The purpose of this study is to measure the strength of pelvic floor muscles with light technology and to assess how strengthening pelvic floor muscles with exercise impacts bladder issues. The study involves two in-clinic pelvic floor muscle assessments at the Blusson Spinal Cord Centre. These assessments will include a review of any bladder related issues and use of a vaginal tool to measure pelvic floor muscle strength. The use of ultrasound will also be used to observe any changes in the pelvic floor and bladder. In between these two in-clinic assessments, you will need to complete an 8-week exercise program at home. You will also be asked to complete a bladder diary and a short questionnaire. This study will be ongoing from November 2016 to January 2018.
Why should you participate in this study?
Participation in this study will help researchers develop a better understanding of how pelvic floor muscle function is affected by neurologic injuries and disease. It will also help determine if pelvic floor exercises improve urinary incontinence related to neurogenic bladder complications. Findings from this study will be used to improve current therapies for management of urinary incontinence.
You may be able to participate in this study if you:
- are a woman over 19 years of age, and have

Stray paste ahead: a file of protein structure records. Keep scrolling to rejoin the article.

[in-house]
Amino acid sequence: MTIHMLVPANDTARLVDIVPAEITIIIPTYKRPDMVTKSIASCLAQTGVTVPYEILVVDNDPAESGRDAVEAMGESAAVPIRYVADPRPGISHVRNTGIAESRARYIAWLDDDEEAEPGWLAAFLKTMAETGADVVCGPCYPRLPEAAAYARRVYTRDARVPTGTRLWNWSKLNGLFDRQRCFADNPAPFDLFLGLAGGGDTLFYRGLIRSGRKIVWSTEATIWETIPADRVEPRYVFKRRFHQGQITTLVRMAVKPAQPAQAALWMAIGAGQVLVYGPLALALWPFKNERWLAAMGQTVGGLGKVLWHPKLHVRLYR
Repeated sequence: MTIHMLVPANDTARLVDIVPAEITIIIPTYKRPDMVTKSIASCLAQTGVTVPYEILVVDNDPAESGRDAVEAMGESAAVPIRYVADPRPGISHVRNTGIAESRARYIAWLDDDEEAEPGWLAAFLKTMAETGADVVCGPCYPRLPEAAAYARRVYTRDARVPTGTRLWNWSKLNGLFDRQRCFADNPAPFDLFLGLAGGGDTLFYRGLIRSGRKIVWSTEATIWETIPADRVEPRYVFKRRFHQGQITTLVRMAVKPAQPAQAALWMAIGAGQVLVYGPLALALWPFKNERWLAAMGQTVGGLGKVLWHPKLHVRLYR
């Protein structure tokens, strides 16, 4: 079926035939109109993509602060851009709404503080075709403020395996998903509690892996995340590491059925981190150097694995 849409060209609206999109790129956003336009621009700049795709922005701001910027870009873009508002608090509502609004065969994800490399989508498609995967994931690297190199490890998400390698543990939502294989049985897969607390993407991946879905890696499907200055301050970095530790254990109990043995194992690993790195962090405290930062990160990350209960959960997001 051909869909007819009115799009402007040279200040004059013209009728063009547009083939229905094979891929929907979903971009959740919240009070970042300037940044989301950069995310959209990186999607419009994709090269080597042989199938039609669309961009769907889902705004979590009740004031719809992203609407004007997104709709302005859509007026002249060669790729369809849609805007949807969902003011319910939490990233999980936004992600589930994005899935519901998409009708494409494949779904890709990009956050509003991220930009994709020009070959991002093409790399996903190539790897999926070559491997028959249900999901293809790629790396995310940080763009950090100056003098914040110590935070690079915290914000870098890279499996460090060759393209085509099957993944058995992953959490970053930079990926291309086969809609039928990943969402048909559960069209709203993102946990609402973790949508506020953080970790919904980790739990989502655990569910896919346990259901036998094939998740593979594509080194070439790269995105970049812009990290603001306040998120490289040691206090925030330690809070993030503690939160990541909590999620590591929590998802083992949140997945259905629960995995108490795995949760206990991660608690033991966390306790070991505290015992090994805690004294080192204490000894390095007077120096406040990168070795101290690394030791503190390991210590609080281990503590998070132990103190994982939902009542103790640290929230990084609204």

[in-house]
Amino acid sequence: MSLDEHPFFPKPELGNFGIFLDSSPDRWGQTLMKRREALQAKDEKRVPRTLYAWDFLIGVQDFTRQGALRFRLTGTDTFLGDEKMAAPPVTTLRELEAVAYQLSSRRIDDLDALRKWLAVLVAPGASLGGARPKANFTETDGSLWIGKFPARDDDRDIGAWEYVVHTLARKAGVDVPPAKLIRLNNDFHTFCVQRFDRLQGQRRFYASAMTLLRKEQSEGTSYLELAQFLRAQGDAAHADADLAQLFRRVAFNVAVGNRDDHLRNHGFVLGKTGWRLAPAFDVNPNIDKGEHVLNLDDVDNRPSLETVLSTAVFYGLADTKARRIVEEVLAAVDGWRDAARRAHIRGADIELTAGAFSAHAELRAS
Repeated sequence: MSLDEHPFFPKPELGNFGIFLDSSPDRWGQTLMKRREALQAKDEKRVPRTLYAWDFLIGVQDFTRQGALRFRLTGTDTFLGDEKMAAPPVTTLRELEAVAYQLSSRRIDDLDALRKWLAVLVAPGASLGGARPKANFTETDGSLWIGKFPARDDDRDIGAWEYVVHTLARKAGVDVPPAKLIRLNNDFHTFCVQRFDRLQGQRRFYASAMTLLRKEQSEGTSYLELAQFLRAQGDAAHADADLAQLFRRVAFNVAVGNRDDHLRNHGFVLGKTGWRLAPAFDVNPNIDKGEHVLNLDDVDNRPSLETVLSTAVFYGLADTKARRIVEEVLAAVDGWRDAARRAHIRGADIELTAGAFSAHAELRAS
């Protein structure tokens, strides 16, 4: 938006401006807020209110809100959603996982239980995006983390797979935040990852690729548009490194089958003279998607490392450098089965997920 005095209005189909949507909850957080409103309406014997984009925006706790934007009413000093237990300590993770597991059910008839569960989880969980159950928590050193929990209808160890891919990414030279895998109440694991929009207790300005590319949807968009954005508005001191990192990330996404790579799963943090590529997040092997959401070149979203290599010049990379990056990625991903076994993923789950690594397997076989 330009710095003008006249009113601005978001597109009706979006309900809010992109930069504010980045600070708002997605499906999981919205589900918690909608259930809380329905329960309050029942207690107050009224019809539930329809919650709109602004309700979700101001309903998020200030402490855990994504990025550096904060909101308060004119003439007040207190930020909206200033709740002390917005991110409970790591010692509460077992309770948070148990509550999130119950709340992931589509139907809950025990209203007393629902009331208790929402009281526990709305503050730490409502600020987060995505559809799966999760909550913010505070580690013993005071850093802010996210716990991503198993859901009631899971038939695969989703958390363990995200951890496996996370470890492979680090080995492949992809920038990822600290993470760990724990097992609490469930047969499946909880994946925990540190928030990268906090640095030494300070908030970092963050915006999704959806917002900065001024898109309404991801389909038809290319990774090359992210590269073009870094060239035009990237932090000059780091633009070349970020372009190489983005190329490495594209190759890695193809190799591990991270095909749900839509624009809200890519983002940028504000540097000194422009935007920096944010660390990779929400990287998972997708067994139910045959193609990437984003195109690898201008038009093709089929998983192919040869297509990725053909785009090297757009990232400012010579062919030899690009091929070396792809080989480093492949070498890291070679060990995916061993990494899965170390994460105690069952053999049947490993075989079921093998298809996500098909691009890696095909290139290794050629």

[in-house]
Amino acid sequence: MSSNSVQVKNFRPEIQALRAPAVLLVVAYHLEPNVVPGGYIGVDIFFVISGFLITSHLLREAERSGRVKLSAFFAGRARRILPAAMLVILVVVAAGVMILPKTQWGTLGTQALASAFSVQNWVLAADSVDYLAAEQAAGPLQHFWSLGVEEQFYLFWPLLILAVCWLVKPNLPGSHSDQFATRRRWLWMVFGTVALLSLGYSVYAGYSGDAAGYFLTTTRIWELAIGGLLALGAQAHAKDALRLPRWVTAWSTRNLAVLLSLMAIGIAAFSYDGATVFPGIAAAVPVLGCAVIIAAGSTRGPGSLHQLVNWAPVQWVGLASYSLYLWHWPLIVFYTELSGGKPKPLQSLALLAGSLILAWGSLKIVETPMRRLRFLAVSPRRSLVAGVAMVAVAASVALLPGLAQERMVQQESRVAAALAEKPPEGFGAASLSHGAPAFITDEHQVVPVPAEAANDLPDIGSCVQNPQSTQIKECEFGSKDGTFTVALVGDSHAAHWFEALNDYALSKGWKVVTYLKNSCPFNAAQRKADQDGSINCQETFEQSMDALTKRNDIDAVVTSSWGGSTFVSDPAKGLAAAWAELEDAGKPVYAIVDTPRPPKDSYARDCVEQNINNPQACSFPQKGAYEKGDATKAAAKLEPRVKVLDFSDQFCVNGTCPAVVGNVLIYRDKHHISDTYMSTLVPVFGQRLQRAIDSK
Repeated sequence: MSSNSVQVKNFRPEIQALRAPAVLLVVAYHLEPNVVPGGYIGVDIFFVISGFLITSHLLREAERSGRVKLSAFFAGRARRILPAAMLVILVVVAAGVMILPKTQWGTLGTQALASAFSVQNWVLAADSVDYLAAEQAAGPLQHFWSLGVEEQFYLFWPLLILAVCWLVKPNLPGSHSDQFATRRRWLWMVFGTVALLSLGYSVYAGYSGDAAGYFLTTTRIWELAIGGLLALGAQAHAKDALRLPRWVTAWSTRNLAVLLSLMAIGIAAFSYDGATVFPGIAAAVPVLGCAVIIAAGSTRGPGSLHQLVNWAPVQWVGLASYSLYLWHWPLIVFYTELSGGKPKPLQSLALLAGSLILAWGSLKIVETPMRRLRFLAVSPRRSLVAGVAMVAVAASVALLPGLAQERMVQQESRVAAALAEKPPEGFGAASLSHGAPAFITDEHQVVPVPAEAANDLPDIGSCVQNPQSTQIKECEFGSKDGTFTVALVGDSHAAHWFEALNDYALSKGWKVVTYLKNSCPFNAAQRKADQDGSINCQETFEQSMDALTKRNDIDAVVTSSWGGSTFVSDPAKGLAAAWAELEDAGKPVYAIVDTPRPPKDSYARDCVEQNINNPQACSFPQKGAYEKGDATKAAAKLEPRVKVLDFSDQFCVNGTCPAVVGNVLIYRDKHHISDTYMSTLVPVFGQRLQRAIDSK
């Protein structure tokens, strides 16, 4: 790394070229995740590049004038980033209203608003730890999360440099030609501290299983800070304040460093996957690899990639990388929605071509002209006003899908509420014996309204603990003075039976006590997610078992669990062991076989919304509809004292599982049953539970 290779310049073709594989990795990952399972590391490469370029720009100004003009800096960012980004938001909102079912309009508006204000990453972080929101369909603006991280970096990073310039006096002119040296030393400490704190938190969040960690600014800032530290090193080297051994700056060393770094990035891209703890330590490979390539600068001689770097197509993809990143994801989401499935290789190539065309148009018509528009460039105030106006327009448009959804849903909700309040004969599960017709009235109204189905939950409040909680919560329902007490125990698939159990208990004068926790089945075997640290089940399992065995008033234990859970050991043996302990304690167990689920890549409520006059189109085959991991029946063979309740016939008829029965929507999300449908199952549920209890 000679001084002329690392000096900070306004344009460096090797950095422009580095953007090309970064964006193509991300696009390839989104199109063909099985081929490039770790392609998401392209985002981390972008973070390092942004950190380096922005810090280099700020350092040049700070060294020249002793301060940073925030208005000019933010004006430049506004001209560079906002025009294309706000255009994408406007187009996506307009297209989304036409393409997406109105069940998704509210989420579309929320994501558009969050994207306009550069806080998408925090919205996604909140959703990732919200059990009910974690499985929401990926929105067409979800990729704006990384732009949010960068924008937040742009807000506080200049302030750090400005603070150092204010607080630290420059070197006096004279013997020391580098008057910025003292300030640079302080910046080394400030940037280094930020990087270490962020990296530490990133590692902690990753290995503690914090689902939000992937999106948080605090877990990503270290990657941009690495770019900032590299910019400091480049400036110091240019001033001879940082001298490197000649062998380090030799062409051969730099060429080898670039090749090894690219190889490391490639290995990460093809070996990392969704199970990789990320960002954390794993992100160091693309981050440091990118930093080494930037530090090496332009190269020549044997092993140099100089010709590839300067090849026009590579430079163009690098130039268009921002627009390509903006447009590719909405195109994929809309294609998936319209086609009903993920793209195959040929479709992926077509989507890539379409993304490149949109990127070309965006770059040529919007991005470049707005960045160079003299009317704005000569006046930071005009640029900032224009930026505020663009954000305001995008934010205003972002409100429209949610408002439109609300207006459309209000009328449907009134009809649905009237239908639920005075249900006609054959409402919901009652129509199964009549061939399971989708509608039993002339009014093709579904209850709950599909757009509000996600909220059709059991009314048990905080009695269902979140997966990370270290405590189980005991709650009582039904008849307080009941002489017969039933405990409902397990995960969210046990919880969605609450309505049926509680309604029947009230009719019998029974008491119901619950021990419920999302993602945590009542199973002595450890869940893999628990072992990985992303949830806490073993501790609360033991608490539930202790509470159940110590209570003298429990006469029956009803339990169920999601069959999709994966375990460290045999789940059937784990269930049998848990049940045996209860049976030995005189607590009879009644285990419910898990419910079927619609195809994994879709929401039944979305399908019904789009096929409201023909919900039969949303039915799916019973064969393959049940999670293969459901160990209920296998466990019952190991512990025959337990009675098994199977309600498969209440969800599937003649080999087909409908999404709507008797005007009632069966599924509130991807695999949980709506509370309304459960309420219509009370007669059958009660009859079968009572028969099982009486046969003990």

- symptoms of urinary incontinence
- a history of neurogenic injury or disease for at least 6 months
You may be excluded from this study if you:
- have had pelvic radiotherapy
- are pregnant (or plan to start pregnancy soon)
- have postpartum periods less than 2 months
- have pelvic pain symptoms
- use an intra-uterine device
- have an indwelling catheter
2 in-clinic appointments and 8 week exercise program completed at home, 2 months in total
The study will take place at ICORD (Blusson Spinal Cord Centre, 818 West 10th Avenue, Vancouver). Free parking available for research participants with a valid SPARC pass.
For more information or to sign up to participate
please contact the study coordinator, Emily Deegan, by email or phone 604-675-8881
This study involves physical activity
This study involves minimally-invasive procedures
This study involves taking a survey or being interviewed